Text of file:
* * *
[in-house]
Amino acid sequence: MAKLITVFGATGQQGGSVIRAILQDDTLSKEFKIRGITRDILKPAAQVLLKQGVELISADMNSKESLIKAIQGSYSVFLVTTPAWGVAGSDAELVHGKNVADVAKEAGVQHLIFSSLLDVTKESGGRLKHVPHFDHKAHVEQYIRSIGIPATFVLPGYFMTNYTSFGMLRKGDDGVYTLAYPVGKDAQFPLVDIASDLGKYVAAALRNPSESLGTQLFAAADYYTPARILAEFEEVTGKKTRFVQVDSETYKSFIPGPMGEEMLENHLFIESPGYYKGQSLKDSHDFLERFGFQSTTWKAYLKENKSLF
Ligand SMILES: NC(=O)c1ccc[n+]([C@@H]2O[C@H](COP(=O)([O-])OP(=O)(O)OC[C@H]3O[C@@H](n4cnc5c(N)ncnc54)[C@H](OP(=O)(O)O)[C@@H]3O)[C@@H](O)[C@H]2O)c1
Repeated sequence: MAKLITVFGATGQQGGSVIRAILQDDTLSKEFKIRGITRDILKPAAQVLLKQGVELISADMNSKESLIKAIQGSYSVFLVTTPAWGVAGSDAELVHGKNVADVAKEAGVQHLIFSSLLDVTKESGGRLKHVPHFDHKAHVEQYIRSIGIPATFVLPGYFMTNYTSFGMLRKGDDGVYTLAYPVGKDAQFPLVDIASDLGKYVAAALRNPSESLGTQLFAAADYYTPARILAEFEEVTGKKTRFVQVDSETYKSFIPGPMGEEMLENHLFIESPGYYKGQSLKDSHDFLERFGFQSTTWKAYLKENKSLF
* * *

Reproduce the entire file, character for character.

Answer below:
[in-house]
Amino acid sequence: MAKLITVFGATGQQGGSVIRAILQDDTLSKEFKIRGITRDILKPAAQVLLKQGVELISADMNSKESLIKAIQGSYSVFLVTTPAWGVAGSDAELVHGKNVADVAKEAGVQHLIFSSLLDVTKESGGRLKHVPHFDHKAHVEQYIRSIGIPATFVLPGYFMTNYTSFGMLRKGDDGVYTLAYPVGKDAQFPLVDIASDLGKYVAAALRNPSESLGTQLFAAADYYTPARILAEFEEVTGKKTRFVQVDSETYKSFIPGPMGEEMLENHLFIESPGYYKGQSLKDSHDFLERFGFQSTTWKAYLKENKSLF
Ligand SMILES: NC(=O)c1ccc[n+]([C@@H]2O[C@H](COP(=O)([O-])OP(=O)(O)OC[C@H]3O[C@@H](n4cnc5c(N)ncnc54)[C@H](OP(=O)(O)O)[C@@H]3O)[C@@H](O)[C@H]2O)c1
Repeated sequence: MAKLITVFGATGQQGGSVIRAILQDDTLSKEFKIRGITRDILKPAAQVLLKQGVELISADMNSKESLIKAIQGSYSVFLVTTPAWGVAGSDAELVHGKNVADVAKEAGVQHLIFSSLLDVTKESGGRLKHVPHFDHKAHVEQYIRSIGIPATFVLPGYFMTNYTSFGMLRKGDDGVYTLAYPVGKDAQFPLVDIASDLGKYVAAALRNPSESLGTQLFAAADYYTPARILAEFEEVTGKKTRFVQVDSETYKSFIPGPMGEEMLENHLFIESPGYYKGQSLKDSHDFLERFGFQSTTWKAYLKENKSLF